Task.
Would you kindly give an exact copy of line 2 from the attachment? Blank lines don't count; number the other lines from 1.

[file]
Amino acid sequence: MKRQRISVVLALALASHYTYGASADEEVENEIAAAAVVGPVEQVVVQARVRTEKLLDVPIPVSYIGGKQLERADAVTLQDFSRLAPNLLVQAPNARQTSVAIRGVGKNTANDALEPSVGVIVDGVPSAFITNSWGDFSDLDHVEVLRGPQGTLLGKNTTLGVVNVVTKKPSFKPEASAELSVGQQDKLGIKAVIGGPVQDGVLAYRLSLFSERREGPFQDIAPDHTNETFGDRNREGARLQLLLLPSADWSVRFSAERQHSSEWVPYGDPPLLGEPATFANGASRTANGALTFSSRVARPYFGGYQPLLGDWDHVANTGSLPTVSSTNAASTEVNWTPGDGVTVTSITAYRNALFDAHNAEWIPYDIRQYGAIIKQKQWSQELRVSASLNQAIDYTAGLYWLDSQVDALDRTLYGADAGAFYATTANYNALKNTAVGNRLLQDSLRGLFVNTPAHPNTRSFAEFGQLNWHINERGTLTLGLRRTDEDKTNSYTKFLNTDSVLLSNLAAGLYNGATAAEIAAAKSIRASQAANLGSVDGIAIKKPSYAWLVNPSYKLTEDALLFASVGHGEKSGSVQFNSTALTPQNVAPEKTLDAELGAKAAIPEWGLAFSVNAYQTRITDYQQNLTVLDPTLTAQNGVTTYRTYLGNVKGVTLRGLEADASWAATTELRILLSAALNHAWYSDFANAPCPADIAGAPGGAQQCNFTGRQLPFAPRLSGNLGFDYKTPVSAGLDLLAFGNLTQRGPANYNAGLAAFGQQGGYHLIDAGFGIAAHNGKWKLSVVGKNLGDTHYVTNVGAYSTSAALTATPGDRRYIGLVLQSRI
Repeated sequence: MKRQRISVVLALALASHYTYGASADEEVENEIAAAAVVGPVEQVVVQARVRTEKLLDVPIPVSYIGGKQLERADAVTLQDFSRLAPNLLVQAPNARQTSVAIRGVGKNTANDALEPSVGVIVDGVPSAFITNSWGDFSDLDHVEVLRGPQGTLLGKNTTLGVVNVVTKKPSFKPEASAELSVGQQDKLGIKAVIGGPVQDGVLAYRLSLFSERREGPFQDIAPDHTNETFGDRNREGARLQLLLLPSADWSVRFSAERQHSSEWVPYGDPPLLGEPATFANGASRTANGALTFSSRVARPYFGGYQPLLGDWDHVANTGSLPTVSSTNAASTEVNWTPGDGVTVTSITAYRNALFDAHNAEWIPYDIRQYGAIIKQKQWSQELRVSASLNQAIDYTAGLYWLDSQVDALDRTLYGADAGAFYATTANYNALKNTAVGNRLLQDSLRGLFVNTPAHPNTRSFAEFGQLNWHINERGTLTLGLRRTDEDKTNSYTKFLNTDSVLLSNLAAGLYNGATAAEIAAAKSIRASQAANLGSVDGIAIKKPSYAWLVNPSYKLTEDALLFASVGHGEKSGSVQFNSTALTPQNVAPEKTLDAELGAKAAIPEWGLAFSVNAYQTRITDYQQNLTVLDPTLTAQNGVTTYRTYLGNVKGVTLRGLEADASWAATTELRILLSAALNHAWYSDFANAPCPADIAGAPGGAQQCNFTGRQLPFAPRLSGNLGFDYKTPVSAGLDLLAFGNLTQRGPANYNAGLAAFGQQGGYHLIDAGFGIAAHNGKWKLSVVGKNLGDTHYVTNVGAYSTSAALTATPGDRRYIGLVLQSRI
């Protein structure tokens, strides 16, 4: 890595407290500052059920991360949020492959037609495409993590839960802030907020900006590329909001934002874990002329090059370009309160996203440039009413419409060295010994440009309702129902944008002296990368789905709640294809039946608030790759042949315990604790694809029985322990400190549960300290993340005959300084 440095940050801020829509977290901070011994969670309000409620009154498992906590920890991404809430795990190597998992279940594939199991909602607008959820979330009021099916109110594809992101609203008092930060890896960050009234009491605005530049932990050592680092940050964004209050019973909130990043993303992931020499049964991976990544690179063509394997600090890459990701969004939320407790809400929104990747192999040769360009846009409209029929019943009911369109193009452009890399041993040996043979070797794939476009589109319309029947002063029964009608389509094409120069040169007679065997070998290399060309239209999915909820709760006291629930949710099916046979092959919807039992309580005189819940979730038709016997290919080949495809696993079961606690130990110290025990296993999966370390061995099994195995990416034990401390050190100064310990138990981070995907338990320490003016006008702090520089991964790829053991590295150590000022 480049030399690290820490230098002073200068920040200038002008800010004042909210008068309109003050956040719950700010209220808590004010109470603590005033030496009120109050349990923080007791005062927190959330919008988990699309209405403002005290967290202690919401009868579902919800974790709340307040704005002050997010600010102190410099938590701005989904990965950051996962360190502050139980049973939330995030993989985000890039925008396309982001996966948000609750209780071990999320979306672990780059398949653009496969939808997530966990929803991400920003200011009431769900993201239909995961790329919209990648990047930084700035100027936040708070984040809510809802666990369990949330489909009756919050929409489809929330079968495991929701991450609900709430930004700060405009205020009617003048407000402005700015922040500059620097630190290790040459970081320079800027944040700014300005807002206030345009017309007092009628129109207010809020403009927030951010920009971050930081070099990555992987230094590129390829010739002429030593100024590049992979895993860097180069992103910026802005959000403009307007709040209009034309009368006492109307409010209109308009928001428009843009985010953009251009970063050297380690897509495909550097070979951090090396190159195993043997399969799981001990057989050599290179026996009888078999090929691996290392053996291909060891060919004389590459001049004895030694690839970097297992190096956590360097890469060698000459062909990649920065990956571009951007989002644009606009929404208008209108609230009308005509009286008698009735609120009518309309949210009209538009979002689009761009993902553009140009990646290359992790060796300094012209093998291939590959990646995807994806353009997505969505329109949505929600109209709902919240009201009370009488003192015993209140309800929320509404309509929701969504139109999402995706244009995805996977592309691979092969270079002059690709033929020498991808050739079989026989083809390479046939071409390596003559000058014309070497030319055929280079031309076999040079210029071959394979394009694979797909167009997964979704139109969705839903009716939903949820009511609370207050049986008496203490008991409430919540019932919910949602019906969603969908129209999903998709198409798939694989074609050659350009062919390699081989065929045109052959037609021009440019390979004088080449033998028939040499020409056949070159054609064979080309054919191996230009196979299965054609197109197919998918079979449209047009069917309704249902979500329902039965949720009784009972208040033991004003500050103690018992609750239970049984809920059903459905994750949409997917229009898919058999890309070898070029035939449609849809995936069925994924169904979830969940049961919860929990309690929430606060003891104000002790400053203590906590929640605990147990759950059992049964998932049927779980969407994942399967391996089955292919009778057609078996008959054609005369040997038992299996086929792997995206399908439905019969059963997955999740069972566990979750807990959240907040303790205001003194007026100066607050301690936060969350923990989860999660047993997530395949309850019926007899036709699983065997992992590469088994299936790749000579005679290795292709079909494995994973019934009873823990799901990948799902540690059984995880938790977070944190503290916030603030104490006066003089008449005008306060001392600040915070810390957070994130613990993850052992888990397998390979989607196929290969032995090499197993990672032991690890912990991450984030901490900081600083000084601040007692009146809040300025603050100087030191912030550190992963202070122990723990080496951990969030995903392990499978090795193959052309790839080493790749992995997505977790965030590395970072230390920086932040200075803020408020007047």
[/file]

Repeated sequence: MKRQRISVVLALALASHYTYGASADEEVENEIAAAAVVGPVEQVVVQARVRTEKLLDVPIPVSYIGGKQLERADAVTLQDFSRLAPNLLVQAPNARQTSVAIRGVGKNTANDALEPSVGVIVDGVPSAFITNSWGDFSDLDHVEVLRGPQGTLLGKNTTLGVVNVVTKKPSFKPEASAELSVGQQDKLGIKAVIGGPVQDGVLAYRLSLFSERREGPFQDIAPDHTNETFGDRNREGARLQLLLLPSADWSVRFSAERQHSSEWVPYGDPPLLGEPATFANGASRTANGALTFSSRVARPYFGGYQPLLGDWDHVANTGSLPTVSSTNAASTEVNWTPGDGVTVTSITAYRNALFDAHNAEWIPYDIRQYGAIIKQKQWSQELRVSASLNQAIDYTAGLYWLDSQVDALDRTLYGADAGAFYATTANYNALKNTAVGNRLLQDSLRGLFVNTPAHPNTRSFAEFGQLNWHINERGTLTLGLRRTDEDKTNSYTKFLNTDSVLLSNLAAGLYNGATAAEIAAAKSIRASQAANLGSVDGIAIKKPSYAWLVNPSYKLTEDALLFASVGHGEKSGSVQFNSTALTPQNVAPEKTLDAELGAKAAIPEWGLAFSVNAYQTRITDYQQNLTVLDPTLTAQNGVTTYRTYLGNVKGVTLRGLEADASWAATTELRILLSAALNHAWYSDFANAPCPADIAGAPGGAQQCNFTGRQLPFAPRLSGNLGFDYKTPVSAGLDLLAFGNLTQRGPANYNAGLAAFGQQGGYHLIDAGFGIAAHNGKWKLSVVGKNLGDTHYVTNVGAYSTSAALTATPGDRRYIGLVLQSRI